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Author Topic: Parenting schedules  (Read 6454 times)

OneMan

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Re: Parenting schedules
« Reply #10 on: Jun 29, 2014, 07:43:55 PM »
The long and short of it is that the child is with one parent about a month more per year. That's the hassle of 60/40 no matter what it's called. Anyway, it's my primary concern and the thing that I'm set on changing. So I wonder: Is it better to adjust the time during the year or by adding a couple of weeks in the summer?

My assumption is that the typical CP/NCP plan backends nights with NCP in the summer so that the total number of nights per year equals out. But I just don't know and I'm trying to find a basis for comparison.

My personal belief is that it's best spread it out over the year and to leave the summer untouched. But since my ex will only deal with this via the court, what I think is beside the point. I need to present a case resembling some sort of a standard plan. I say this because I've noticed that in family law people tend to like established templates.



MixedBag

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Re: Parenting schedules
« Reply #11 on: Jun 30, 2014, 06:05:32 AM »
OK, well THAT doesn't help me much or answer my question.

BUT I'm gathering that you already have an order in place.

I'm gonna go from that assumption....

If you have an order in place, you have to prove that additional time with the father (mother in my case) is in the best interest of the child.  And while true 50/50 seems to make sense, "you're" (and neither was I for my own case in court) not an expert.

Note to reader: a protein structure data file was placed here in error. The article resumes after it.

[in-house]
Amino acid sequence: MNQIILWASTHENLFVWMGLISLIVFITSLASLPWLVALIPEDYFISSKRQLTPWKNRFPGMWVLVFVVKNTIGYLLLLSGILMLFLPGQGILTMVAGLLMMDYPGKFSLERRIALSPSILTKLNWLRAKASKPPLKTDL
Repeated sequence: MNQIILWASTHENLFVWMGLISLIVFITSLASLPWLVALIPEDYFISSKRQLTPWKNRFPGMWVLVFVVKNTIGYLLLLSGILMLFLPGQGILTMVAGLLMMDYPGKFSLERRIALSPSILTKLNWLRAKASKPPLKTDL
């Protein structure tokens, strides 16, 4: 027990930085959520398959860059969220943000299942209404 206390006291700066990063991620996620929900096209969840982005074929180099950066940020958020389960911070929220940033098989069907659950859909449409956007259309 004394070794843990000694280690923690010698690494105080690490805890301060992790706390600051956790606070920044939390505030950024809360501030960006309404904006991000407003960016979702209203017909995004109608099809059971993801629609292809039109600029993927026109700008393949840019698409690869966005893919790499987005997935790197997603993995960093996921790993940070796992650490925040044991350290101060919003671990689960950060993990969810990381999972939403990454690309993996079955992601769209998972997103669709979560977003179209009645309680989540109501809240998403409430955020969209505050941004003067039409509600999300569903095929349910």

Step one is to have a significant change in circumstances -- and that could be or your argument would be that you are no longer a work from home parent where the child was also spending time with you, but now you work outside the home and THE CHILD's time with you has been reduced.

Step two is to show that this is harmful to the child (but unavoidable by yourself) and that more time with your during your off days is good for the child.

Step three is to find a professional or expert witness to testify to this fact (that's where I failed).

I found myself in a position where I could retire and stay at home -- and as a long distance parent, I was hoping for more time with our son over the summer since Dad worked a full time job and didn't take/had only 2-3 weeks of vacation throughout the year.

The judge did find that I had a significant change in circumstances to file and ask the court, BUT since our son was "doing fine" with "what time he had with his mother" the court found no reason to change/increase the parenting schedule as I requested.

HOW the schedule could be improved to achieve 50/50 in your case is unclear to me since you didn't share specific wording or details as to what your current order says.

As a long distance parent, I had to let my girls go for 4 weeks each summer and one week that alternated over Christmas (Dad had 4 weeks of vacation annually from work).  But that divorce was British and in 1990.  Joint legal custody was a very new concept there.

 As the long distance parent to my son (1996), he agreed to one week that alternated between Thanksgiving, Christmas, and Easter/Spring Break, and 6 weeks (half) the summer, and one weekend a month but I had to travel 12 hours one way and couldn't take him for than 5 hours away from his home -- translation, not back to the rest of his family, an attempt to alienate our son from my side of the family -- and YES, eventually, I used that clause all the time and it pissed him off because I figured out how to use it)

When I was with EX#3, he got alternating weeks over Thanksgiving, Christmas, New Years, and Easter/Spring break and 6 weeks over the summer (1998). 

 

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